“There are many effective ways to teach children and live our lives. No one has a patent on the truth. Find yours. Read. Reflect. Think about what you already know about good teaching and how it fits with new learning. Read some more. Think about the implications for your classroom. Collaborate with colleagues. Try new things and spend time defining your beliefs and aligning your practices. Once you’ve found what’s true for you, stand up for what you know is right. Live it every day and be confident and clear about why you believe as you do. People will listen.”
Debbie Miller, Reading with Meaning, 2002, pages 6 -7
Julie Shepherd responds:
I love this quote. It reminds me to be an active learner and to continually trial and refine my classroom practice. It reminds me that professional reading is an important part of my role and the conversations we have with our colleagues are vital. It also reminds me to remain positive in my attitude and actions.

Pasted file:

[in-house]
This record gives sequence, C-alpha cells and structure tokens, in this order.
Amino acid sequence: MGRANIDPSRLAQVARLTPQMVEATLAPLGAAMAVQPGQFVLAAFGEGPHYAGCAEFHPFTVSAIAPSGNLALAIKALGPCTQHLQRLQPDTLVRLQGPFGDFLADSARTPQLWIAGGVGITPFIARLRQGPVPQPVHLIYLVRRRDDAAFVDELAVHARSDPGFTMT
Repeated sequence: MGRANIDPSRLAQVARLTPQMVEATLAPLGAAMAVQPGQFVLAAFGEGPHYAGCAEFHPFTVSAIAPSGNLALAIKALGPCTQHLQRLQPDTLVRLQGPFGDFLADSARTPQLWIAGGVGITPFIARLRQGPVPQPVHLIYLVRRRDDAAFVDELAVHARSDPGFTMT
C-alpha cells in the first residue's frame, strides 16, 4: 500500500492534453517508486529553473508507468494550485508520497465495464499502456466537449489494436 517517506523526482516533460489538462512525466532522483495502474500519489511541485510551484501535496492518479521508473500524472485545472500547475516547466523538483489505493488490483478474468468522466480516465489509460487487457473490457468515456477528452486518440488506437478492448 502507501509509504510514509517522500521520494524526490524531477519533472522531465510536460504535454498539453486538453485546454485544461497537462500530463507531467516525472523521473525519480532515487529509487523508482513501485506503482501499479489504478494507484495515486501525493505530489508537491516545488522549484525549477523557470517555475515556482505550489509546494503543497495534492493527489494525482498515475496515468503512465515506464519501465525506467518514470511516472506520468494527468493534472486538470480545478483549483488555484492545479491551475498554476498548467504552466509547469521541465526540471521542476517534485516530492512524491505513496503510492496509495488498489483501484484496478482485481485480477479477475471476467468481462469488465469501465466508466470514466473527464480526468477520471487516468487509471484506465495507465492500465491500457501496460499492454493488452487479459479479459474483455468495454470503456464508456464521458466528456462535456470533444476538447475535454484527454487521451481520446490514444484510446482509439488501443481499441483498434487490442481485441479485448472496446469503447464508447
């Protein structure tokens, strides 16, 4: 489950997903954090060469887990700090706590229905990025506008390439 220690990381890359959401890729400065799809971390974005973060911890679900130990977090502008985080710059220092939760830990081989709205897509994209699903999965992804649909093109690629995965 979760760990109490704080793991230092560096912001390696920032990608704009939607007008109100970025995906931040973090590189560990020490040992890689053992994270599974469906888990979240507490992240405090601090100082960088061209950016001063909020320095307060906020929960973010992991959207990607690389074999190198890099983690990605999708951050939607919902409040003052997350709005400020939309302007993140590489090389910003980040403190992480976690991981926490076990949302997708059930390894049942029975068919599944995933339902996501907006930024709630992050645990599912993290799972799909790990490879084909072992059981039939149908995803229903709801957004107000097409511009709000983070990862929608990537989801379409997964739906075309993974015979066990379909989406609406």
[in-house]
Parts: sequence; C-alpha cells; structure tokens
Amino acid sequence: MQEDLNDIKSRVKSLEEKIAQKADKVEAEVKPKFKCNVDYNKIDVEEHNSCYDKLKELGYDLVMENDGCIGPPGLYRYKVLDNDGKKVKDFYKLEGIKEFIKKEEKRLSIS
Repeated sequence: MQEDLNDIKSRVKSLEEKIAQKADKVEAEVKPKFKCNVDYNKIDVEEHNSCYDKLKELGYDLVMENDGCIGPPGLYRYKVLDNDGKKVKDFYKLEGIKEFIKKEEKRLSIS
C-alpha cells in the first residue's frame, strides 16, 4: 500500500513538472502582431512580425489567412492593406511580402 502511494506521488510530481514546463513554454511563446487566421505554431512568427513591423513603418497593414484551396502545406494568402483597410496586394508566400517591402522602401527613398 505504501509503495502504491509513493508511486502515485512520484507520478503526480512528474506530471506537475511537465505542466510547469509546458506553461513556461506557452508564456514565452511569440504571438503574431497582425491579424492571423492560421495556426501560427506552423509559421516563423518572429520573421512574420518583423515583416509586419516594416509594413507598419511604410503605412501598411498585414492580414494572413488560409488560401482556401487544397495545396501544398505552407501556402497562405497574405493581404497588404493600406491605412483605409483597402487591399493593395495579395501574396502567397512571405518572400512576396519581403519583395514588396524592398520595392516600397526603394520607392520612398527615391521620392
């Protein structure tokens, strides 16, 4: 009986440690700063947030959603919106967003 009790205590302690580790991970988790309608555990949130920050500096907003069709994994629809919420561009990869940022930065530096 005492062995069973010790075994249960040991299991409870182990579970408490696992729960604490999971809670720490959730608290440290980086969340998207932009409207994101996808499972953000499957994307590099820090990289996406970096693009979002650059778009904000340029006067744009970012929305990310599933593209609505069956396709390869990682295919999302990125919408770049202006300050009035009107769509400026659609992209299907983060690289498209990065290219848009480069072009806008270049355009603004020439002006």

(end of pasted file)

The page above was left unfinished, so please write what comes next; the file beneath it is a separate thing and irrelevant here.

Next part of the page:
During Term 1, I am starting all my Professional learning sessions with this quote. It is such an important one, particularly in these times when educators are being bombarded with directives, some from people who have never taught in classrooms. Particularly, when some of our state Education Departments are directing teachers to use the Phonic Screening Check and telling them that their reading programs must include a significant portion on Synthetic Phonics.
Teachers lives are so busy – we all understand that, but each teacher must take the time to think, read and talk about what they believe about how children learn literacy skills. Is it emphasising rote learning, set sequences of decontextualized skills in commercial programs; or is it growing through enjoyment, inquiry, engagement and explicit and accurate teaching of skills in context? You decide …
Julie Shepherd, 2021